20. Someone must have given Althouse a copy of The Fountainhead at a too impressionable age.

    There’s a street in Oakland not too far from me named “Cheney”. The neighborhood is nice enough, but just the name on that street sign always gives me a shiver. I only noticed just last week that at one point it intersects with a street called “Rand”. Double-shiver. That’s one extremely right wing corner.

    What’s wrong with a simple, traditional, “Christoveneerocorpothoritarianism”?

    Works for me.

    Captcha: “money”. (These captcha words are getting a little spooky!)

    Posted by  on  05/31  at  07:00 PM
  21. "I can assure you, from personal experience, creating art is not fundamentally “conservative.” It’s about self expression, which often flies in the face of political conservatism.”

    It’s only fairly recently that art is envisioned the way you describe.  Art, could be, and sometimes has been, conservative - focused on imitating the traditions of past art, for example. Conservative regimes of the past (the Papacy, the Spanish Monarchy during the Golden Age and many others)have had distinguished records as art patrons (though the art they patronized was not always conservative).

    However, Althouse doesn’t really admire that type of art.  She’s admiring Picasso - the distinct model for shocking-the-bougies type modern art, which the conservatives (royalists mostly) of the time literally hated. However, the radical right of the time DID like the artist-as-culture-hero narrative - the radical right hated the bourgies as milquetoast Last Men. The radical right didn’t like Picasso, of course, but they did like many other modern artists (and many modern artists were on the radical right before WWII).

    Althouse’s problem is that American “conservatism” rejects monarchy, but she doesn’t really want to admit that she has one of two choices: 1. recognize that American “conservatism” is a vulgarized and distorted form of liberalism or 2. that the route she’s actually on leads back to the radical right.

    Posted by burritoboy  on  05/31  at  07:19 PM
  22. Chesterton was a distributist--a very far thing from a typical American conservative (or what burritoboy rightly calls vulgarized Manchesterian liberalism).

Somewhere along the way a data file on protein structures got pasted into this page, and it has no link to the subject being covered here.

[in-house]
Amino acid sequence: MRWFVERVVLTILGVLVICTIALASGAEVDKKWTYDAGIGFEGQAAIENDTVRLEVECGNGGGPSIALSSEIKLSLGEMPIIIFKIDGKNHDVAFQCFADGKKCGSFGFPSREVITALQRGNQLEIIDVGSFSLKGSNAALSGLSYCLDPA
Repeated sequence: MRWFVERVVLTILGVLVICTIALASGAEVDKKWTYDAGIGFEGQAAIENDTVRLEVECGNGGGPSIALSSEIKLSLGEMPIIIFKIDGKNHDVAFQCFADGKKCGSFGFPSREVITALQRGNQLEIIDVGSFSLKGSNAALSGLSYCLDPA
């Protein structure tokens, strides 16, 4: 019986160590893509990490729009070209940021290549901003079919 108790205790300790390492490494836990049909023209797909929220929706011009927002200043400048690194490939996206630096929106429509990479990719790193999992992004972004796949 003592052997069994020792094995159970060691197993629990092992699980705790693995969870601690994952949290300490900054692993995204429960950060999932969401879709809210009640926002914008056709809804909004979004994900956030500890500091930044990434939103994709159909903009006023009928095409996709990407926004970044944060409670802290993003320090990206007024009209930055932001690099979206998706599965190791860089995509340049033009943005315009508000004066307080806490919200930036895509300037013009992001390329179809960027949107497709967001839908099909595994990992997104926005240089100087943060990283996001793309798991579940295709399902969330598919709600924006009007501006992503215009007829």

Posted by  on  05/31  at  08:25 PM
  23. As you note, art and politics can surely diverge. They can also go together, as we make clear both at Mainstay Press and at yet another offspring blog of J. Swift: A Practical Policy.

    Posted by Tony Christini  on  05/31  at  11:32 PM
  24. Chesterton was a Catholic with a nostalgic belief in a sort of lost age of medieval order.  He was anti-capitalist, anti-socialist, and anti-Semitic, seeing both capitalism and socialism as Jewish inventions that disrupted traditional social relationships.  At the same time he was no fascist and the Nazis disgusted him.  He died in 1936.  He would have hated Ayn Rand and would have viewed Rand’s Objectivism as a Jewish philosophy.

    Posted by  on  05/31  at  11:53 PM
  25. Some of the Nazis may have been fond of entartete Kunst, and certainly put on the most successful show of twentieth century art of the time, but they did strip their museums of such work.

    The Soviets likewise had little tolerance for artistic exuberance; Shostakovich was threatened by a negative review in Pravda of his opera “Lady Macbeth” entitled “Music or Muddle?” and lived for years after in fear of imprisonment.

    Posted by  on  06/01  at  03:46 AM
  26. This was a very interesting post.  I’ve never understood the need to find continuous validation for one’s private political beliefs in the public culture at large.  It indicates a fundamental insecurity.  (Pecking for “comforting little zeitgeist pellets”, as Roy at alicublog once called it, I believe.) And of course, the notion that “a strong individual taking responsibility for his place in the world” is somehow inherently conservative is ridiculous.  But a certain subset of conservatives have invested a lot in perpetuating that particular myth.

    Posted by  on  06/01  at  11:08 AM
  27. As an over-glib summary of Chesterton’s politics, he was socially conservative but economically leftish. He and Shaw used to have public debates on whether there was any difference between their political philosophies, with Chesterton taking the position that there was—both advocated massive wealth redistribution and land reform, but Chesterton thought that industry ownership should be given directly to the workers rather than the government.

    He was an opponent of the Boer War and jingoism in general. In later life he became crankishly anti-Semitic, and he was apt to excuse conditions in Catholic countries he would have condemned in England.

    Posted by  on  06/01  at  12:36 PM
  28. Oh yeah—I haven’t read the Dickens book, but Chesterton wrote it in 1906 and didn’t convert to Catholicism until 1922.

    Posted by  on  06/01  at  12:44 PM